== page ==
Ziplocs are the biggest misstep,” said Julie Corbett, a mother in Oakland, Calif., whose two girls attend a school with an eco-friendly lunch policy. In school years past, she said, many a morning came unhinged when the girls were sent to school with disposable sandwich bags.
“That’s when the kids have meltdowns, because they don’t want to be shamed at school,” Ms. Corbett said. “It’s a big deal.”
“The Plastic Sandwich Bag Flunks,” New York Times.
1. Childhood faux pas are a key economic driver these days, apparently.
2. In the second-to-last paragraph, we learn that this woman has started an eco-friendly packaging company. I would have liked to have known that earlier in the story. So is this woman so concerned about the social taboo of Ziplocs because she doesn’t want her kids to be ostracized or because it’s her business?
The drive takes maybe five minutes. The Gateway Arch looms large. But the big city feels far away, like a vast distance has passed, like the mighty river is a moat for keeping secrets at bay and filled with baptismal waters for washing reputations clean on the drive home.
Conversating on the 44 bus in San Fran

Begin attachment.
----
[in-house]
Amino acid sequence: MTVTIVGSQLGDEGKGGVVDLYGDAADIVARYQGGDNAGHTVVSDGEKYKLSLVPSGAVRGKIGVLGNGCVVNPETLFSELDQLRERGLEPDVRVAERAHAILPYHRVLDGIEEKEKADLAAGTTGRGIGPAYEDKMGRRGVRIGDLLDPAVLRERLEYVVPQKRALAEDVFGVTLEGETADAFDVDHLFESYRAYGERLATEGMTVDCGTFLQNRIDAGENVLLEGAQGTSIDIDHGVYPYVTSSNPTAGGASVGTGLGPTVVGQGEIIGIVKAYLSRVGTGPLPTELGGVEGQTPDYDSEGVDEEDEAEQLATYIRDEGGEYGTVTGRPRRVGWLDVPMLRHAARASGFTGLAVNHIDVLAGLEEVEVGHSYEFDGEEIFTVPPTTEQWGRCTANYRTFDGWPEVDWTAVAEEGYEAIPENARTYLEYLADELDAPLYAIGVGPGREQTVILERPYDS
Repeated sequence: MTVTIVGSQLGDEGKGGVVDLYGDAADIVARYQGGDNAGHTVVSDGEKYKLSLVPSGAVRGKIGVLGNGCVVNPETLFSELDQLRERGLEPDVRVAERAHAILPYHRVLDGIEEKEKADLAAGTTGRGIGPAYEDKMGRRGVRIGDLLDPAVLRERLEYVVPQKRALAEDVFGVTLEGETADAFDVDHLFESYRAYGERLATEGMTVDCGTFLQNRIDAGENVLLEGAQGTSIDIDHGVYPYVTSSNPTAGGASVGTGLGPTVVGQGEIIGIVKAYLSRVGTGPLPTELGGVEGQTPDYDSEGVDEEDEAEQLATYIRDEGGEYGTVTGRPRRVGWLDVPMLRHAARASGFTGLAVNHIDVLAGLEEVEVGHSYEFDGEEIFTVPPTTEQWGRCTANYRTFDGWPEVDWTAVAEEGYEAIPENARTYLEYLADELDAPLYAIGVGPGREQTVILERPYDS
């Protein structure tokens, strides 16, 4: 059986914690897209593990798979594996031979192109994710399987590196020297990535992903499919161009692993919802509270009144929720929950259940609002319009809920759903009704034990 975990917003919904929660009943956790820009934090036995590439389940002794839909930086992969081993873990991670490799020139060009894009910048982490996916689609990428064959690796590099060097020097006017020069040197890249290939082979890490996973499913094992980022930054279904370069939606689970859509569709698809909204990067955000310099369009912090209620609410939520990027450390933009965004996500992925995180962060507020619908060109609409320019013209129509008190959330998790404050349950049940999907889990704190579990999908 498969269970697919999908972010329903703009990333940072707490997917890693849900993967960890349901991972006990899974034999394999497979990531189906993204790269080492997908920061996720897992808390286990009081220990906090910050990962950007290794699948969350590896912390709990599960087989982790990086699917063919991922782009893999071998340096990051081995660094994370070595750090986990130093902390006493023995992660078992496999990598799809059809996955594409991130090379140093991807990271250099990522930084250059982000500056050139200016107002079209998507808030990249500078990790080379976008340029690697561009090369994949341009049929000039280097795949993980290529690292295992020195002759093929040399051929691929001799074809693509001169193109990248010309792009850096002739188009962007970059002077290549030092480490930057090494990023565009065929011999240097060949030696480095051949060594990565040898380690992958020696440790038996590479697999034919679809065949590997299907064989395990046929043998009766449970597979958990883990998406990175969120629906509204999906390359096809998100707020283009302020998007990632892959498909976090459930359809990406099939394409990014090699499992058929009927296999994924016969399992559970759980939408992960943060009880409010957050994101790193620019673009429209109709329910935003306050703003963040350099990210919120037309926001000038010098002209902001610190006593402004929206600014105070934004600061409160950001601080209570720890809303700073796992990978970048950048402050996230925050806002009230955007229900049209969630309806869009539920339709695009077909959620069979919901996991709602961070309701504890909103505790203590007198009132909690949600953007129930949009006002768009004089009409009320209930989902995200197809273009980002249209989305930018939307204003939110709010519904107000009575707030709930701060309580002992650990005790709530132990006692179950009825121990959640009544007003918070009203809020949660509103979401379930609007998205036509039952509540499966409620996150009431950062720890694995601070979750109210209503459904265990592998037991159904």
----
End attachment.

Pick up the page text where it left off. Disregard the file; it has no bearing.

Young female Outside Lands festivalgoer: California is my favorite state. Well, except Hawaii.
Young male Outside Lands festivalgoer: Hawaii isn't really a state. It's an ... awesome bonus state.
Mr. Johnson, a vegetarian, does his limited cooking on a hot plate. He uses no gas or oil. He does not have a water heater, but if he needs to take a sponge bath, he can warm up his water by running it through a rooftop convection system made of hundreds of old tuna cans that are heated by the sun.
Haast was a terrific showman who dressed in white as if he were a distinguished scientist. He was actually a former carnival worker who had once roomed with a moonshiner at a speakeasy.
Understanding who we are and how we came to be the way we are? That’s not Googlable now, and I hope it never will be.
The youngest of seven children, Huguette Marcelle Clark was the daughter of a scoundrel.
It turned out that 95 percent of the credit card transactions for the spam-advertised drugs and herbal remedies they bought were handled by just three financial companies …
If a handful of companies like these refused to authorize online credit card payments to the merchants, “you’d cut off the money that supports the entire spam enterprise.”
My angle on every subject is that it’s more complicated than you think. The job is to get people to look beyond the caricature and the stereotype and understand — or at least accept that there are other dimensions. Because that’s the beginning of when you start to understand things.
It snows up there in New York City, doesn’t it?” asked Mr. Melancon’s father-in-law, Floyd Harrington, 81. “How come all those people don’t move?
New York Times story on Cajuns facing flooding, which opens with the statement, “you do not really want to ask a Cajun why he lives in a swamp, especially when he is packing everything he owns because the very swamp he loves is about to swallow up his house.”